Washington has been added to the list of states approved for a grant from the Federal Emergency Management Association under its Lost Wages Assistance program.
The money will allow the state to provide an additional $300 per week to those currently unemployed due to COVID-19, on top of regular unemployment payments. It is an emergency measure to provide extra benefits for three weeks — the funds are retroactive to the week ending Aug. 1.
The Employment Security Department applied for the grant last week. It comes from a different pot of money than the $600 per week the federal government authorized under the CARES Act. That benefit expired at the end of July.
“We will implement this as quickly as possible to distribute the extra payments to Washingtonians once our application is approved,” ESD commissioner Suzi LeVine said. “Any additional funds to help unemployed workers are welcome – and we estimate that this will provide more than $400 million to families, individuals and our state’s economy.
“It is important however, to emphasize that this benefit is currently time-limited to those filing claims over a three-week period, between July 26 and Aug. 15, 2020, and not everyone who has filed an unemployment claim will be eligible. We will continue to work with FEMA and the U.S. Department of Labor to pursue any additional funds for Washingtonians that may remain after the initial three-week period of benefits are distributed.”
Claimants will have to self-certify that they are unemployed or partially unemployed because of the disruptions COVID-19 has had on businesses.
Washington’s unemployment number went up slightly in July, rising from 10 percent to 10.3 percent despite adding 44,500 jobs. The state’s unemployment rate nearly mirrors the national rate of 10.2 percent. Kitsap County’s seasonally unadjusted unemployment rate is 9.5 percent.
“Although payroll job growth continued in July, the pace at which the jobs were added slowed,” said Paul Turek, ESD economist. “Over the last three months, nearly half of the jobs lost during the pandemic have come back, but there remains a long way to go.”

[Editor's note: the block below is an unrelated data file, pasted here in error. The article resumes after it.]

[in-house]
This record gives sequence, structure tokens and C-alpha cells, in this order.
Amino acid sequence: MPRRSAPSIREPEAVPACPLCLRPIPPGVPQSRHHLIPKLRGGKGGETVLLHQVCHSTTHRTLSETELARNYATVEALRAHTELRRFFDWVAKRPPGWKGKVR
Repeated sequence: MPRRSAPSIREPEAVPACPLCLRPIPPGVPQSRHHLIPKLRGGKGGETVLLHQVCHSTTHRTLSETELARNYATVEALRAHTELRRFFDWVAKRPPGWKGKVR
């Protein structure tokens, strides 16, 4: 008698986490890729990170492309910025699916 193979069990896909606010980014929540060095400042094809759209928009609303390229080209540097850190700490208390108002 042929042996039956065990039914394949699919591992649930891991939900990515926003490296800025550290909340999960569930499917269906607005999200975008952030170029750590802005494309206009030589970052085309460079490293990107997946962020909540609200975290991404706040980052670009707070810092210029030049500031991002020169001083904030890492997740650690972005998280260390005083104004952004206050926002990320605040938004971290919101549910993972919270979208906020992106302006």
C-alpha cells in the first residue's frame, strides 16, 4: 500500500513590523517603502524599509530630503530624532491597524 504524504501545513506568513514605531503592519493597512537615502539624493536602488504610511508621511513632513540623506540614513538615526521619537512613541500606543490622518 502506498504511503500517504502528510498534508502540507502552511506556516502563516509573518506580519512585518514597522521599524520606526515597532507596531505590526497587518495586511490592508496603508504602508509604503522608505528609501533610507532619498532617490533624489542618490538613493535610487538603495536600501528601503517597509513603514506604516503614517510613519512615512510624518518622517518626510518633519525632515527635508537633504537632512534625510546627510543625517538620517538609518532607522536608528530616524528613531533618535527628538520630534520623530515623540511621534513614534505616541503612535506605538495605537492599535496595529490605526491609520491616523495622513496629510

Initial claims rise
Meanwhile, after four consecutive weeks of decline, the number of initial unemployment claims filed in Kitsap County rose ever-so-slightly during the week ending Aug. 15 from 518 to 538. Statewide initial claims are still historically high, 338 percent above the same week in 2019.
Overall, Washington saw initial claims fall slightly to 21,942, a decrease of 0.9 percent. There were 589,631 total claims for all unemployment categories, down 3.7 percent from the prior week. King County saw a 2 percent decrease from 6,002 to 5,860.
Since the week ending March 7, when the job losses began due to COVID, the ESD has paid over one million people who have filed an initial claim, which is nearly a third of the state’s workforce. A total of $9.7 billion in benefits have been paid and 1,302,868 distinct individuals have filed for some form of unemployment benefits.
The industries with the highest number of initial claims during the week ending Aug. 15 were accommodation and food services (2,499 claims, up 12 percent); manufacturing (2,264 claims, down 21 percent); health care and social assistance (2,031 claims, up 6 percent); construction (1,884 initial claims, up 8 percent); and retail trade (1,770 initial claims, up 1 percent).